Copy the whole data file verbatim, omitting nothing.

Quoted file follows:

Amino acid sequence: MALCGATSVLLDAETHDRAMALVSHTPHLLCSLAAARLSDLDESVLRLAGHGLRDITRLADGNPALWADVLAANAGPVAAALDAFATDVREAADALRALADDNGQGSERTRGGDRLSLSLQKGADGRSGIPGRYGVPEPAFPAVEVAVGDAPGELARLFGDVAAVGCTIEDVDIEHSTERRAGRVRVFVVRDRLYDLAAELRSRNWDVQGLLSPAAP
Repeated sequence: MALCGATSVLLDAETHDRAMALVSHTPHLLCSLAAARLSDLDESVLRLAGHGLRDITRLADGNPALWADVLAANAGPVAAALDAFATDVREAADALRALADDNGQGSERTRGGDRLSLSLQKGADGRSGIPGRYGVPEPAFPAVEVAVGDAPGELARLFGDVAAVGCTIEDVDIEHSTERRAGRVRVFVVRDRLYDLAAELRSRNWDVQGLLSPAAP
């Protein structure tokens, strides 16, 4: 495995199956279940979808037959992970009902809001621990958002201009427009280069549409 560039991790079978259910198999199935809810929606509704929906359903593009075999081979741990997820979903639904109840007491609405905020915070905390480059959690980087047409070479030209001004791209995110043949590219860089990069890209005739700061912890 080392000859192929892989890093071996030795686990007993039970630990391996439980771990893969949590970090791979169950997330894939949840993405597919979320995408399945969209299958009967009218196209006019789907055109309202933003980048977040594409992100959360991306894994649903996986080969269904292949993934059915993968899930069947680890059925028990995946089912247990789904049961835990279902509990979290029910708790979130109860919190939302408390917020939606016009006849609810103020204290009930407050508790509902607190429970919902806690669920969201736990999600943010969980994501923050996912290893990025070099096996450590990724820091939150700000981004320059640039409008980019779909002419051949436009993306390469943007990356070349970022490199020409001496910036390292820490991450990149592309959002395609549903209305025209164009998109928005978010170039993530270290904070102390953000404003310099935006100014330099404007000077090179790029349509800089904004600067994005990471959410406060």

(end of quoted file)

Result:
Amino acid sequence: MALCGATSVLLDAETHDRAMALVSHTPHLLCSLAAARLSDLDESVLRLAGHGLRDITRLADGNPALWADVLAANAGPVAAALDAFATDVREAADALRALADDNGQGSERTRGGDRLSLSLQKGADGRSGIPGRYGVPEPAFPAVEVAVGDAPGELARLFGDVAAVGCTIEDVDIEHSTERRAGRVRVFVVRDRLYDLAAELRSRNWDVQGLLSPAAP
Repeated sequence: MALCGATSVLLDAETHDRAMALVSHTPHLLCSLAAARLSDLDESVLRLAGHGLRDITRLADGNPALWADVLAANAGPVAAALDAFATDVREAADALRALADDNGQGSERTRGGDRLSLSLQKGADGRSGIPGRYGVPEPAFPAVEVAVGDAPGELARLFGDVAAVGCTIEDVDIEHSTERRAGRVRVFVVRDRLYDLAAELRSRNWDVQGLLSPAAP
């Protein structure tokens, strides 16, 4: 495995199956279940979808037959992970009902809001621990958002201009427009280069549409 560039991790079978259910198999199935809810929606509704929906359903593009075999081979741990997820979903639904109840007491609405905020915070905390480059959690980087047409070479030209001004791209995110043949590219860089990069890209005739700061912890 080392000859192929892989890093071996030795686990007993039970630990391996439980771990893969949590970090791979169950997330894939949840993405597919979320995408399945969209299958009967009218196209006019789907055109309202933003980048977040594409992100959360991306894994649903996986080969269904292949993934059915993968899930069947680890059925028990995946089912247990789904049961835990279902509990979290029910708790979130109860919190939302408390917020939606016009006849609810103020204290009930407050508790509902607190429970919902806690669920969201736990999600943010969980994501923050996912290893990025070099096996450590990724820091939150700000981004320059640039409008980019779909002419051949436009993306390469943007990356070349970022490199020409001496910036390292820490991450990149592309959002395609549903209305025209164009998109928005978010170039993530270290904070102390953000404003310099935006100014330099404007000077090179790029349509800089904004600067994005990471959410406060």